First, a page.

National Museum of Iceland

National Museum of Iceland

The National Museum of Iceland in Reykjavik is the best place to visit for a fascinating and in-depth journey through 1200 years of history through impressive exhibitions of artefacts from settlement to the modern age.

History of the National Museum of Iceland

Before the National Museum of Iceland was established in the mid-19th century, the art and objects exhibited today were kept in Danish museums and private collections. The idea of bringing the Icelandic collection together took shape in 1863 as a reflection of the country's growing national identity.

Originally known as the Antiquarian Collection and housed in various places across Reykjavik, including the Cathedral and the Parliament, the artifacts and works of art were not brought together until 1950, when their current home on Suðurgata was inaugurated.

What to see at the National Museum of Iceland?

Spread across three floors, the National Museum of Iceland exhibits more than 2000 pieces and works of art allowing visitors a fascinating and comprehensive journey through Icelandic history, from colonisation in the 9th century up to now.

From Viking drinking horns and ritual masks to beautiful Medieval stained glass windows and photographs showing the country's evolution during the 20th century, visiting the National Museum is the best way to learn about Icelandic culture and one of the must-see attractions during your stay in Reykjavik. Don't miss the Valþjófsstaður door, a 13th-century church door carved with the tale of a knight slaying a dragon and freeing a lion which becomes his companion!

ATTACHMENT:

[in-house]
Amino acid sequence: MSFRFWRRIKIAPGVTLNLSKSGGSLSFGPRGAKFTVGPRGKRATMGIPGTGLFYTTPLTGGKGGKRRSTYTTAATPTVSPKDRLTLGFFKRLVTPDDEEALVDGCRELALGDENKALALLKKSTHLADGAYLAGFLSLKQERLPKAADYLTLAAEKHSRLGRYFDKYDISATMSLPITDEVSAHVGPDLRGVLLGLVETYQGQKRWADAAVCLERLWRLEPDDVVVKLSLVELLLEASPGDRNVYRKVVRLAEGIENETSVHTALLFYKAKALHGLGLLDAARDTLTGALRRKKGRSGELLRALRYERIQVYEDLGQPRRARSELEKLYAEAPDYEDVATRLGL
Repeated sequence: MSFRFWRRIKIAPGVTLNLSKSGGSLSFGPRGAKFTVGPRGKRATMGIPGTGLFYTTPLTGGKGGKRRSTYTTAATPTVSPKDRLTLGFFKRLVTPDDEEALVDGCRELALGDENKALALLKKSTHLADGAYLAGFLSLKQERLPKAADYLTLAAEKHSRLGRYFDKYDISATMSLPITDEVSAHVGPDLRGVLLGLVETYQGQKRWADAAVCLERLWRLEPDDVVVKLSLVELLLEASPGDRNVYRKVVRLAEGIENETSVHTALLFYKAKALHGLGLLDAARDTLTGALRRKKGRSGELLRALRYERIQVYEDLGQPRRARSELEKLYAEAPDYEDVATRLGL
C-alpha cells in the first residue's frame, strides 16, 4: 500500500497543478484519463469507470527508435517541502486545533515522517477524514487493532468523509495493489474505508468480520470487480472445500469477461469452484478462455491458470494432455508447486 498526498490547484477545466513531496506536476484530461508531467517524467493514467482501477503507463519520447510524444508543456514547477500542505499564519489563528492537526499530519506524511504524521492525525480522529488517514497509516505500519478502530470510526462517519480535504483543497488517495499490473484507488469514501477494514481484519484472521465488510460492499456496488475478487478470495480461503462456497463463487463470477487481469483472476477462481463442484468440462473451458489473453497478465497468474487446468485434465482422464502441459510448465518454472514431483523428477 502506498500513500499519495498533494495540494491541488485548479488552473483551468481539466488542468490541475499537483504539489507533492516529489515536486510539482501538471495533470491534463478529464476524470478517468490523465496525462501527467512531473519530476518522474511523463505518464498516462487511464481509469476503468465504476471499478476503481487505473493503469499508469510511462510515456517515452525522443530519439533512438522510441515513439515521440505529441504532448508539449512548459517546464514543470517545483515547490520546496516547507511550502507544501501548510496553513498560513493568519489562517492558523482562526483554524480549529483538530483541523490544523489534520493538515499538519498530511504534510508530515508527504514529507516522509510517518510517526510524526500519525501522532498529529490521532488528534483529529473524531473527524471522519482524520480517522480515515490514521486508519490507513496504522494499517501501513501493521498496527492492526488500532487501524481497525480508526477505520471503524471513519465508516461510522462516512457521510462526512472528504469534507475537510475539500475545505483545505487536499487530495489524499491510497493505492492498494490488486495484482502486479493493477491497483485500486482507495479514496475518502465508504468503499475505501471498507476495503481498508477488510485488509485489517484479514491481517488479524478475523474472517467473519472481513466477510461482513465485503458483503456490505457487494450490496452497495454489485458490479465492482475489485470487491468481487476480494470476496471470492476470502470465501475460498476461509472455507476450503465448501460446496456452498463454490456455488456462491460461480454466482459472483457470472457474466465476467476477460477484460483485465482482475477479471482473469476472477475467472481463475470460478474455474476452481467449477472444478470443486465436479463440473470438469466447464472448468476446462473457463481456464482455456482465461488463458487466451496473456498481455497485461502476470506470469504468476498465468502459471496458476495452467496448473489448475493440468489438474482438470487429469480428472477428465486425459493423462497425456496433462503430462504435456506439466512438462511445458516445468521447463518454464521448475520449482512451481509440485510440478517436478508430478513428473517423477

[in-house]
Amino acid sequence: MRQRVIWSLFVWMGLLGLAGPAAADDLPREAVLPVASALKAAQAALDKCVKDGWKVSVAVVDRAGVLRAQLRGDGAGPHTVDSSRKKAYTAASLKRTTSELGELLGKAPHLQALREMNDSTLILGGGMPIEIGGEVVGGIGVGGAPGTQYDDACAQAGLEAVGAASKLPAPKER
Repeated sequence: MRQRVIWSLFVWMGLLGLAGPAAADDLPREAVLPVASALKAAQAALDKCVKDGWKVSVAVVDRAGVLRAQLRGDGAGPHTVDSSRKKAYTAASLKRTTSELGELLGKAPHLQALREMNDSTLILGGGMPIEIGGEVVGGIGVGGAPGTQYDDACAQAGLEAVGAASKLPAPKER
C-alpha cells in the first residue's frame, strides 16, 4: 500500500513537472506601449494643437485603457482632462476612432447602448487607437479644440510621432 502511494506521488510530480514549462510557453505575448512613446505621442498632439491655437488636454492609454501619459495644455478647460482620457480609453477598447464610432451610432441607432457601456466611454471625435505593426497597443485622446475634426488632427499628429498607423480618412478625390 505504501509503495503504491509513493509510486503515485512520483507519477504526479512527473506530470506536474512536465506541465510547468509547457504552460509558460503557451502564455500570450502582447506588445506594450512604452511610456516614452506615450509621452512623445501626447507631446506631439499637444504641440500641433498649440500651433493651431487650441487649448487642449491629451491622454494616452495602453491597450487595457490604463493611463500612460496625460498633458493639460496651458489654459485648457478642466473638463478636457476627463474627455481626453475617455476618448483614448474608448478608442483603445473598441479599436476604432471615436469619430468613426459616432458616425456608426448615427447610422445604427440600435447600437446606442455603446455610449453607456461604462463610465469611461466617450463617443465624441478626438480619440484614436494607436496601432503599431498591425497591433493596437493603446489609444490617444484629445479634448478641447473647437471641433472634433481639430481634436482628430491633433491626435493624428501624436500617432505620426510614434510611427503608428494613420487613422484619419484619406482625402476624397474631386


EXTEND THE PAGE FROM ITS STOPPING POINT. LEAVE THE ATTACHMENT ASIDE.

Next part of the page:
Free audioguide & tour

The National Museum of Iceland offers all visitors a free audio guide service in 9 languages, including English, allowing you to discover more about the history of Iceland and the works on display.

What's more, every Saturday at 11 am, there's a free guided tour included in your museum ticket price. Tours on other days can also be booked for a fee.

Entry to Culture House

Admission to the National Museum also includes access to the Culture House, a smaller exhibition space located in Laugavegur. It doesn't take long to visit so it's worth having a look if you've already bought the National Museum ticket and you've got some spare time.


Daily from 10 - 5 pm
Closed Mondays from 16 September - 30 April


Adults: 2,500 kr (US$ 18)
Children under 18: Free
Students: 1,200 kr (US$ 8.60)
Seniors over 67: 1,200 kr (US$ 8.60)


Bus: lines 1, 3, 6, 12 and 14